My new second-favorite chateau is one I had never even heard of until my recent trip to France. (My favorite chateau is the incomparable Chenonceau, which was built spanning a river in the Loire Valley). The story of how a penniless woman, born in a prison, came to be the second wife of the Sun King is strange but true. Chateau de Maintenon is close to the cathedral city of Chartres, and I came across a brochure about it in the Chartres tourist office.
The woman who eventually became Madame de Maintenon was Francoise d’Aubigne, born in the prison where her ne’er-do-well father was incarcerated in 1635. She married an invalid older man, an aristocrat who brought her into the highest social circles before obligingly dying and leaving her with a sizable royal pension. After awhile, though, Louis XIV suspended the pension and she was left high and dry. One of her friends was the current favorite mistress of the King, the Marquise de Montespan. Francoise became the caretaker of the King’s many illegitimate children with his favorite mistress, about 8 as far as anybody knows. Francoise was discreet and did her job well. The King rewarded her with a pile of money, which she used to buy the Chateau in the town of Maintenon.
Eventually the King tired of the ill-tempered Montespan, and took up with Francoise, giving her the title Marquise of Maintenon. The King’s wife died. He was in his early forties, beginning to feel like an old man, and beginning to be concerned about his sins. He married the Marquise sometime in 1685-1686. She remained at his side for 30 years, his most trusted confidant for the rest of his long life. The marriage was officially secret, but courtiers had to accept the low-born Marquise de Maintenon as a permanent fixture, like it or not. It was a seventeenth-century version of an old story: the rich man marries the nanny. (In this case, the nanny was actually a few years older than the King, and considered overly pious in the French court. But Louis appreciated her qualities).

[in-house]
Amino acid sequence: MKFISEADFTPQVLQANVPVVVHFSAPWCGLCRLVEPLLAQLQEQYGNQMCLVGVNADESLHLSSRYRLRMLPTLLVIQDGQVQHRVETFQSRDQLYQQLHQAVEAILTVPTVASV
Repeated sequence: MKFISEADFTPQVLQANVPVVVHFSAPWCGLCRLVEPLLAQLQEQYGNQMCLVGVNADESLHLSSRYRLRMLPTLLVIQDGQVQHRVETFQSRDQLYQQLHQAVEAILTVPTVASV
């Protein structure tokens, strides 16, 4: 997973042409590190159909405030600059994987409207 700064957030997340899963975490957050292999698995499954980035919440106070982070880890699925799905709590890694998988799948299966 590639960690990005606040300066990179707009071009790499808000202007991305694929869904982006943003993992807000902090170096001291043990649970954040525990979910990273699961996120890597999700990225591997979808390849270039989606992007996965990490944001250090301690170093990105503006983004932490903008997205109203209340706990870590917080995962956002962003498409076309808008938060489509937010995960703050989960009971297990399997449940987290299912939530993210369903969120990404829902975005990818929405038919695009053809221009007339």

Today the chateau and its gardens are lovely and as inviting as they must have been when the King used the Chateau as a homey escape from the crowds at Versailles. The Marquise was given rooms adjoining the King’s at Versailles and in all the other royal residences, so she rarely had time to visit her own beloved chateau once she was married. For the rest of her life, though, she had flowers and foods grown on her estate delivered to her.
Join me next time for more explorations in the fascinating art and history of Europe!